Kershaw's postseason resume took another hit in Game 6 of the NL Championship Series, finishing off the reeling Dodgers. The Chicago Cubs battered the three-time Cy Young Award winner on their way to a 5-0 victory Saturday night, making it 28 years and counting since the Dodgers last won the World Series.

"This day is never fun, the ending of a season," Kershaw said. "You look back and think about the whole season as a whole. It's tough to swallow tonight, obviously, but I'd rather be in this position and fail than not to get to be in this situation at all."

Kershaw could have started Game 5 on three days' rest, but manager Dave Roberts decided to save him for Saturday night at Wrigley Field. Roberts was hoping a couple more days would help Kershaw duplicate his performance from Game 2, when he pitched seven innings of two-hit ball in a 1-0 victory.

The decision worked out quite well - for the Cubs. After winning a pair of shutouts in Games 2 and 3, the Dodgers dropped the next two by a combined score of 18-6. Even the great Kershaw was unable to slow Chicago's momentum, and Roberts' first season as Dodgers manager ended in disappointment.

The left-hander allowed four earned runs and seven hits while dropping to 4-7 with a 4.55 ERA in 18 playoff games.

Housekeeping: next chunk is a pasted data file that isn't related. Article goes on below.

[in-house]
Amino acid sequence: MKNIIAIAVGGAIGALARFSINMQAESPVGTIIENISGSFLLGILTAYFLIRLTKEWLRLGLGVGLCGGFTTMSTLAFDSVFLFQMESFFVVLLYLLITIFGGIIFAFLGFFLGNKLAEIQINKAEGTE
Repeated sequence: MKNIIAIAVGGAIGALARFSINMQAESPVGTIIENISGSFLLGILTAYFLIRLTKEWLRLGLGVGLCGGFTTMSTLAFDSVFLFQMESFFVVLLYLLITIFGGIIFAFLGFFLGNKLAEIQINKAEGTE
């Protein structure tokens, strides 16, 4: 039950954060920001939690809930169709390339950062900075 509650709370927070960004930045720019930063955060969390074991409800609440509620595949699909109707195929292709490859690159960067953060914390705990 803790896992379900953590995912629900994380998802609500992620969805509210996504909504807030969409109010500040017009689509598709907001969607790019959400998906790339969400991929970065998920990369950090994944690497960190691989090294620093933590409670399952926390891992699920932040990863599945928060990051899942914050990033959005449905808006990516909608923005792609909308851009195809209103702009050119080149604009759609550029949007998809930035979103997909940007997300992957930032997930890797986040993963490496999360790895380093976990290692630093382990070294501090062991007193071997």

"I think that the first thing I saw is the Cubs hitters, they had a great game plan tonight," Roberts said. "And there was a couple mistake sliders that they took advantage of. But they were running counts, they used the whole field, and there was traffic all night for Clayton. And he gave it everything he had, but when they did - when he did make a mistake, they made him pay."

Dexter Fowler hit a ground-rule double on Kershaw's third pitch of the night, and the Cubs were off and running. Kris Bryant followed with an RBI single. Then left fielder Andrew Toles dropped Anthony Rizzo's fly ball to the gap in left-center, setting up Ben Zobrist's sacrifice fly.

It was the first time Kershaw had given up two runs in the first inning all season. He was limited to 21 starts this year due to a back injury.

"You get out of that first inning and you give up two, you feel like you have a chance maybe," Kershaw said. "They just kept tacking on runs. I gave up some two-out hits and some homers and some two-strike hits - just a lot of things that you can't do in a game like this."